Australia Current Account Surplus Twelfth Straight in Q1 2022 but Lowest Since Q4 2019

Australia posted a current account surplus that missed expectations of $13.2 billion significantly for the March quarter after it decreased by $5.7 billion to $7.5 billion (seasonally adjusted) in the March quarter. Import volumes far outstripped exports which took a slice out of economic growth. Higher dividend payments to non-residents as profits continued to rise on the back of higher commodity prices affected the deficit,

“The current surplus narrowed for the third consecutive quarter and was the lowest since December quarter 2019. The fall in the current account surplus was driven by a $4.9 billion widening of the net primary income deficit and a fall of $0.9 billion in the balance on goods and services surplus,” the ABS said.

  • AUD 4.9 billion widening of the net primary income deficit
  • AUD 0.9 billion fall in the balance on goods and services surplus.
  • The goods and services account surplus decreased to AUD 28.2 billion in Q1 from AUD 29.1 billion in Q4.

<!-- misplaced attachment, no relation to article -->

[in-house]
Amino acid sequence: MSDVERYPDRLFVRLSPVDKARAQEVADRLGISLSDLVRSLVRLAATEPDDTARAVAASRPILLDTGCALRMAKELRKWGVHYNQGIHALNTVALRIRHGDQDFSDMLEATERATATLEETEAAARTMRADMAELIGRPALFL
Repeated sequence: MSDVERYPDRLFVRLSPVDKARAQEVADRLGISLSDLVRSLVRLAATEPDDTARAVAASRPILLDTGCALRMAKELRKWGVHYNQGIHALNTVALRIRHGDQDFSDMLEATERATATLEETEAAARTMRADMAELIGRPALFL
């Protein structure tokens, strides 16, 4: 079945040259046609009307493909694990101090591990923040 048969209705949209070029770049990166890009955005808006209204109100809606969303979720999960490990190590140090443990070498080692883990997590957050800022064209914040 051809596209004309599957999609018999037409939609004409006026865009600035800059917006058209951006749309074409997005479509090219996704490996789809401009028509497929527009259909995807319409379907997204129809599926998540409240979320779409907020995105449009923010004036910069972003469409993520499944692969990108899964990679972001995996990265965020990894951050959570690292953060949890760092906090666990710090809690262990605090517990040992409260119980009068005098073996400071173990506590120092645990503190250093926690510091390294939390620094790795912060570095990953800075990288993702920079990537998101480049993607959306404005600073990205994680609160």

• Net primary income deficit rose to AUD 20 billion from AUD 15.2 billion.
  • Net secondary account gap was unchanged at AUD 0.7 billion.
Australian Current Account

“The rise in the net primary income deficit reflected higher dividend payments to non-residents as profits continued to rise on the back of higher commodity prices,” Head of International Statistics at the ABS, Andrew Tomadini said.

GDP Affect

Net exports will subtract 1.7 percentage points from gross domestic product (GDP) in the first quarter, above forecasts for a 1.4 percentage point drag. The GDP figures are due on Wednesday and were expected to show growth of 0.7% for the quarter and 3.0% for the year.

Source: ABS

Via a Sunburnt Country…

From The TradersCommunity Australian News Desk